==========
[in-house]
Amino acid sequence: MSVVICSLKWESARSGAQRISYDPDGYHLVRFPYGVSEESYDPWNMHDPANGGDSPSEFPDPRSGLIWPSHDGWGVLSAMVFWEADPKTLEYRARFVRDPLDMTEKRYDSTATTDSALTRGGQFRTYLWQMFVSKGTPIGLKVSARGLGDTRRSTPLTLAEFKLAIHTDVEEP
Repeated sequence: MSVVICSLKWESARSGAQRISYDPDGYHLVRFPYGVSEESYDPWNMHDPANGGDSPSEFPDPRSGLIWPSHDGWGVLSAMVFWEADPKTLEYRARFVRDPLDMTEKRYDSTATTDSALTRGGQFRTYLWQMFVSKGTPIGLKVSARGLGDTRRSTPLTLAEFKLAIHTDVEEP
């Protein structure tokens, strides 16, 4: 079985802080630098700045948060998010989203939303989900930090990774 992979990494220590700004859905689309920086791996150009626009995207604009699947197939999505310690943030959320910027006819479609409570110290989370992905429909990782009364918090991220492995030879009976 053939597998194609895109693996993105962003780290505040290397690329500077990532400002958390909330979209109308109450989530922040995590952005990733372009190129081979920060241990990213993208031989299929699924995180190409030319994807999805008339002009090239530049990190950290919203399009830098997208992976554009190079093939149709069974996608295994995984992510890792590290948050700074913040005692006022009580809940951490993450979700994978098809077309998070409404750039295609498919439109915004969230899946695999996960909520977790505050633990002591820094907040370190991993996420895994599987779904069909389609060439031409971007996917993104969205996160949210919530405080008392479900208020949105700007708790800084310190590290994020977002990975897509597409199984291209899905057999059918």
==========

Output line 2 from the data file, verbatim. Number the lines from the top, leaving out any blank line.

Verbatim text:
Amino acid sequence: MSVVICSLKWESARSGAQRISYDPDGYHLVRFPYGVSEESYDPWNMHDPANGGDSPSEFPDPRSGLIWPSHDGWGVLSAMVFWEADPKTLEYRARFVRDPLDMTEKRYDSTATTDSALTRGGQFRTYLWQMFVSKGTPIGLKVSARGLGDTRRSTPLTLAEFKLAIHTDVEEP